Shifting things around

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I recently mentioned two things I wanted to do at this site. Remove the “Featured Projects” section from the homepage and figure out how to integrate my freelance work.

My original thought was that I’d remove “Featured Projects” to make room for more than two posts in “Recent Writing”. Then I realized I could change the “Featured Projects” cards to “From the Studio” and give my freelance projects a little visibility here while I work on a site for the studio.

I still have a few adjustments I want to make, like integrating the Junk Drawer and reworking the “Recent Writing” section, but this is a step in the right direction.

Toot toot


In other new directions I’ve slowly been moving most of my social attention to Mastodon. I created an account in April, found a few people I know who were crossposting from Twitter. I also found several people who hadn’t posted in a long time. It felt like I got to the party well after it was over, but it turned out to be opposite. It’s jumpin’ over there now, but in a much different way than Twitter, and I like it.

I still have my Twitter account, and still check in almost as much as before. Most of my web dev follows and mutuals have moved to Mastodon, and most of my non-web dev mutuals have not.

I’ll be curious to see where my friends and follows not currently on Mastodon end up, or if they leave Twitter at all. Tumblr will be adding support for ActivityPub, the protocol that powers the Fediverse, making it possible to follow Tumblr accounts from Mastodon and (presumably) vice versa. A few of my pals are already on Tumblr, and I think the ones hesitant to try Mastodon would be more likely to move to Tumblr.

As much as I’m enjoying it over there, it’s not without its problems. In addition to the high barrier to entry there’s also the often inhospitable whiteness of Mastodon, as well as the potential echo chamber effect. Hopefully all of these issues will improve with time and effort, but they serve as good reminders that technology, in this case the Fediverse, doesn’t solve problems in and of itself.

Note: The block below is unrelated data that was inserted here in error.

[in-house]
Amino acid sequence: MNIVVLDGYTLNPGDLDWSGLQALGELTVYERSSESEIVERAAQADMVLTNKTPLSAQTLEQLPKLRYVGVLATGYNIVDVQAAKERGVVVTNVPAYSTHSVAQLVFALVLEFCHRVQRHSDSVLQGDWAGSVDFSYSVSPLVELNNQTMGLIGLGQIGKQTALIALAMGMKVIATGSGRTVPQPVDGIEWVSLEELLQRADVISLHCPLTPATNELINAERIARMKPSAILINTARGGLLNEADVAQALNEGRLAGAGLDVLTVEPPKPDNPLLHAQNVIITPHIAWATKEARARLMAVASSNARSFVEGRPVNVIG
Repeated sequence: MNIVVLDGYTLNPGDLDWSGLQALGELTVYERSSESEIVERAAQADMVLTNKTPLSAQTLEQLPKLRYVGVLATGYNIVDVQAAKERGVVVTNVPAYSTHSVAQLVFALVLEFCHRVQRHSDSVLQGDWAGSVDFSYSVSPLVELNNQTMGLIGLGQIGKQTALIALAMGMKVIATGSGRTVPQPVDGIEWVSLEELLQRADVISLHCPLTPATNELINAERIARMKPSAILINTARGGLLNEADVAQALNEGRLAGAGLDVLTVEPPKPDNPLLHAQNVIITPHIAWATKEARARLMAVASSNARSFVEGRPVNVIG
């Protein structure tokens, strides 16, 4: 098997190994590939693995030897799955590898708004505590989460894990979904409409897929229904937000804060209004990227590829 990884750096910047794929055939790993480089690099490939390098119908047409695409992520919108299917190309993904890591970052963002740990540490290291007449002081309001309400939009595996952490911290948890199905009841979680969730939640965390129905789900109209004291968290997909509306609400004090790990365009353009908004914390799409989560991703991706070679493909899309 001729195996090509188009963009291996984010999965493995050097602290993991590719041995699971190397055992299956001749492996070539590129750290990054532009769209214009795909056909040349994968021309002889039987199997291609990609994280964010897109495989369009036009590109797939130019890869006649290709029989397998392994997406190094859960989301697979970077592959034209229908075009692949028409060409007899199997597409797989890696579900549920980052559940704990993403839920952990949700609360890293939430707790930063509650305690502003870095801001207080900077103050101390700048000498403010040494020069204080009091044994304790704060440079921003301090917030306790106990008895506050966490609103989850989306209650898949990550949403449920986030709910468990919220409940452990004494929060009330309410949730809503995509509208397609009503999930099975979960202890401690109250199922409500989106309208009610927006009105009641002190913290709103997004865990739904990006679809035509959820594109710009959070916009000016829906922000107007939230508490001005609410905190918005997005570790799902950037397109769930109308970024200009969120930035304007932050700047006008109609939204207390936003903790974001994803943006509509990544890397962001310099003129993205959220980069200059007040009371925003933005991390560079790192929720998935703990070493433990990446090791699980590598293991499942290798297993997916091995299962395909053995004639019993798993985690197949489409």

And elsewhere


I recently wrote an article that will be published elsewhere in the coming weeks. It’s my first web dev byline! I didn’t have a goal of publishing elsewhere, but an opportunity came up at a project I like and I thought “what the hell”. I threw my hat in the ring and my proposal was accepted.

One thing that came out of that effort was that I discovered Assistiv Labs.

Assistiv Labs remotely connects you to real assistive technologies, like NVDA, JAWS, and Windows High Contrast Mode, using any modern web browser. Forget maintaining your own expensive devices & complicated virtual machines. Start testing in seconds.

I’m a Mac user, so I can’t test with screen readers other than VoiceOver, or in Windows High Contrast Mode. I have a Windows machine for work but I don’t have admin rights to install anything on it, and I don’t want to use it for personal use, like testing my projects. I’ve been considering getting Parallels to run Windows on my Mac, but honestly that just seems like a pain in the ass.

Assistiv Labs solves this problem as I can test using a browser and without having to install anything, or keep anything up to date. You can also test locally using a CLI (OK, you have to install that, but once and it’s easy!). It costs more than Parallels, but it’s worth for it for me given the lack of hassle.

Prior to discovering Assistiv Labs I had only tested my projects using VoiceOver. I’ve now tested them using NVDA and was happy to not find any issues. Of course I haven’t tested every page, and I’m not a screen reader user, so there’s always a chance there are issues.

The big area of improvement came from testing with Windows High Contrast Mode. I was able to make adjustments here and at other sites to make sure links, focus and hover states were visible. I found these articles helpful for fixing and understanding issues:

Happy outlining!

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